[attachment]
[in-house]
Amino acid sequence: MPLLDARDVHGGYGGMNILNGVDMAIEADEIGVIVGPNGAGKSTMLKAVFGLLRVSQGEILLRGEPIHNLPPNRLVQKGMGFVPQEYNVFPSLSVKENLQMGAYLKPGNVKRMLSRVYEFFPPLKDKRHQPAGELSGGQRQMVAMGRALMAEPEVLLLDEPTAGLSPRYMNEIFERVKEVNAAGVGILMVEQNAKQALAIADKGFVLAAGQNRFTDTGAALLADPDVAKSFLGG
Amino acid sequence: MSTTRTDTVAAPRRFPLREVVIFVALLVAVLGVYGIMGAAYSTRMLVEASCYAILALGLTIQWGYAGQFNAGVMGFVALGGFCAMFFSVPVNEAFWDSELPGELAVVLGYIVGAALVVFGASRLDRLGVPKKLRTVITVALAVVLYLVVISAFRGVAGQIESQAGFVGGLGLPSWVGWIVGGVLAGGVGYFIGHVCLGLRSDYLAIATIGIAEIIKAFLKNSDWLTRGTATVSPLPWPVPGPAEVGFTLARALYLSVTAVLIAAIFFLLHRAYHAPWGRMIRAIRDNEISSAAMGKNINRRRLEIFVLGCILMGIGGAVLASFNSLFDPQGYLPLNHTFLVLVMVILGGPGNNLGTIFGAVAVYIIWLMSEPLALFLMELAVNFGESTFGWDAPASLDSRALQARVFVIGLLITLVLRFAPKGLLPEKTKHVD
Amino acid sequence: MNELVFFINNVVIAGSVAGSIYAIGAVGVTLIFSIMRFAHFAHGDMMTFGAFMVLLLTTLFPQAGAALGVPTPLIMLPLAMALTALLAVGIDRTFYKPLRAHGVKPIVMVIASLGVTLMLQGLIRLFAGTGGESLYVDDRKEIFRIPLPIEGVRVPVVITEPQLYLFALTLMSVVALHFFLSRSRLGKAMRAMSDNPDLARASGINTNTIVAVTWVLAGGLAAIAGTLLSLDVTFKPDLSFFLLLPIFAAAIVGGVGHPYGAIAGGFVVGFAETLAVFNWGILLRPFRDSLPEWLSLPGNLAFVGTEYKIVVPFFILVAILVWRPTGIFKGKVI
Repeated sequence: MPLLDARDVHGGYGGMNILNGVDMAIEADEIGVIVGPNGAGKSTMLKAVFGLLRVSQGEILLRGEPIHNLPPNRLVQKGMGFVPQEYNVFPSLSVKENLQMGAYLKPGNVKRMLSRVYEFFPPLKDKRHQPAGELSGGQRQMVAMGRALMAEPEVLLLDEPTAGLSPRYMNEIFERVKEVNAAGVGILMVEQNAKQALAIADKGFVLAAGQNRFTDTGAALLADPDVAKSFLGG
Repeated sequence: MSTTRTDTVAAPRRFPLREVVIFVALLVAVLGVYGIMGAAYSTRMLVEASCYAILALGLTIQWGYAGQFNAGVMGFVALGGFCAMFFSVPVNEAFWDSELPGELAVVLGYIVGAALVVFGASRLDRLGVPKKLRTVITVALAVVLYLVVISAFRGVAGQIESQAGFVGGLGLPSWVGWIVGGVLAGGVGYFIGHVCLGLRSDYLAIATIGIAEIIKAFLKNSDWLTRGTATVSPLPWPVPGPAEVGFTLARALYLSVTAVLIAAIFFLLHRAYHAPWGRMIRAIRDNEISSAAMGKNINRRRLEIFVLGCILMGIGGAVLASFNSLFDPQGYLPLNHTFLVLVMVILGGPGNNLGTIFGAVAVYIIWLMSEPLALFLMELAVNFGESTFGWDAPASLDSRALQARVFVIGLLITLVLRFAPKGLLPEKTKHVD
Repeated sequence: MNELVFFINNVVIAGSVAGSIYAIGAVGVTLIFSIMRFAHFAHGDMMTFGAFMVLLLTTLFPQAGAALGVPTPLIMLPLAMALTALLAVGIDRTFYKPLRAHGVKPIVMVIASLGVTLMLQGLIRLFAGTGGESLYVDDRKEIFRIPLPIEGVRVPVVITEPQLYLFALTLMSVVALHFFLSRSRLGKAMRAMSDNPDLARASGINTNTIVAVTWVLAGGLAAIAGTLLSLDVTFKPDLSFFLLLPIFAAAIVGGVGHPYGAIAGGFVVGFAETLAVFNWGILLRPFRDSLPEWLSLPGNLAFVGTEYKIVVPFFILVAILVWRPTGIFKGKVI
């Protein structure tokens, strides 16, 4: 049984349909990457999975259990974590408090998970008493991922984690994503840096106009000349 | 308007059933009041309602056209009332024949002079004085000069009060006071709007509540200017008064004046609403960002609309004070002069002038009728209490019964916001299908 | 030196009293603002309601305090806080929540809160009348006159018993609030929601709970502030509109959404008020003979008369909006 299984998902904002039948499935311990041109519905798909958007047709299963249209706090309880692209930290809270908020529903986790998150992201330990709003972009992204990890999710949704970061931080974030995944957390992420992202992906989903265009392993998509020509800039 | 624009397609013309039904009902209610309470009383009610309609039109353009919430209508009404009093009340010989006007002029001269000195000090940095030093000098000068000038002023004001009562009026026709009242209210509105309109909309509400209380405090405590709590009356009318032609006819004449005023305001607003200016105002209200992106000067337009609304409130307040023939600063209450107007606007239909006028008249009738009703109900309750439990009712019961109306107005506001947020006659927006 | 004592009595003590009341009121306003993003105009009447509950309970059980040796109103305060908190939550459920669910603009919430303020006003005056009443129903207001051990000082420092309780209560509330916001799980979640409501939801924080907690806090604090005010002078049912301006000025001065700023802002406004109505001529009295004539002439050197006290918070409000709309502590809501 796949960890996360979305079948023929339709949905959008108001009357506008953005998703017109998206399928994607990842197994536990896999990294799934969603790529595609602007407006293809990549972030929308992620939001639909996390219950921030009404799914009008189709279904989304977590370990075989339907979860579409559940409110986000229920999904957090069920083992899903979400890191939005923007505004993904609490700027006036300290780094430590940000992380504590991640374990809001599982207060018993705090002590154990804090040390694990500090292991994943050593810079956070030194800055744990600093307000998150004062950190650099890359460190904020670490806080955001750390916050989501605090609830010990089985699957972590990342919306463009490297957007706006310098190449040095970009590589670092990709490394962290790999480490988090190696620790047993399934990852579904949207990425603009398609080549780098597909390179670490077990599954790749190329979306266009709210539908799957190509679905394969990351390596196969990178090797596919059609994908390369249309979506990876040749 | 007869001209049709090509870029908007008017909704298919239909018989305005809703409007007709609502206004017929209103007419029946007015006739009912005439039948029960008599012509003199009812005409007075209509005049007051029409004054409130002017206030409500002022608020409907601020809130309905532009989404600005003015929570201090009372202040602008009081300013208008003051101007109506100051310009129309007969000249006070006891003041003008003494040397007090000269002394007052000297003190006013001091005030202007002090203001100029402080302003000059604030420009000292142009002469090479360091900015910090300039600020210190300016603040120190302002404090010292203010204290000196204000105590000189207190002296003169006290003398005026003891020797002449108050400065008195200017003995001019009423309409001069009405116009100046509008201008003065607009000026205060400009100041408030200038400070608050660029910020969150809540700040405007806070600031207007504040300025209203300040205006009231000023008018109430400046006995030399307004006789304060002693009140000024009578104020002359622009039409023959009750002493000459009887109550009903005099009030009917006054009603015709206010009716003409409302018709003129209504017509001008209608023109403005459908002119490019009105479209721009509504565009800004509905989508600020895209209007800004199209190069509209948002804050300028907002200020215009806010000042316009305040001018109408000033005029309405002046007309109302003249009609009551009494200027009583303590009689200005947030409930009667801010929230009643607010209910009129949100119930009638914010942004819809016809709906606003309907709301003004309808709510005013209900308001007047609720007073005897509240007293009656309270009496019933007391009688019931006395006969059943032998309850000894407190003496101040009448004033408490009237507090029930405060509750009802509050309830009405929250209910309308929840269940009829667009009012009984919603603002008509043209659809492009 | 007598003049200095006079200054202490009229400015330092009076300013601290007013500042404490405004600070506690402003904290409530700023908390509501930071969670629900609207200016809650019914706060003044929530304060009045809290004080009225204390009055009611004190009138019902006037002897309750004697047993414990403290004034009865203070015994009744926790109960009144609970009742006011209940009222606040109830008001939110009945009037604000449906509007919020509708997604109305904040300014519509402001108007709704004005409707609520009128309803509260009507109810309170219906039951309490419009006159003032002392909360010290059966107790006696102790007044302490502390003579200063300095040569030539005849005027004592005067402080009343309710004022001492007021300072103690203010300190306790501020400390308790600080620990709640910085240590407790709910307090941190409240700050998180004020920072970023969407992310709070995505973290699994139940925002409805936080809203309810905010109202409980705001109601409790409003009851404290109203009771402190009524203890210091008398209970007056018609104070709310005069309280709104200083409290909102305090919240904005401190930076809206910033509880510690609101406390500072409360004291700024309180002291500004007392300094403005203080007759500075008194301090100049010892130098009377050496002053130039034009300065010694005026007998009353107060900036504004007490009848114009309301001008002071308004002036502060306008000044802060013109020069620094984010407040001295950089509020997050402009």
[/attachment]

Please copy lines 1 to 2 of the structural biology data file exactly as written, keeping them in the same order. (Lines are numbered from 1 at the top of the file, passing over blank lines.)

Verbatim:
[in-house]
Amino acid sequence: MPLLDARDVHGGYGGMNILNGVDMAIEADEIGVIVGPNGAGKSTMLKAVFGLLRVSQGEILLRGEPIHNLPPNRLVQKGMGFVPQEYNVFPSLSVKENLQMGAYLKPGNVKRMLSRVYEFFPPLKDKRHQPAGELSGGQRQMVAMGRALMAEPEVLLLDEPTAGLSPRYMNEIFERVKEVNAAGVGILMVEQNAKQALAIADKGFVLAAGQNRFTDTGAALLADPDVAKSFLGG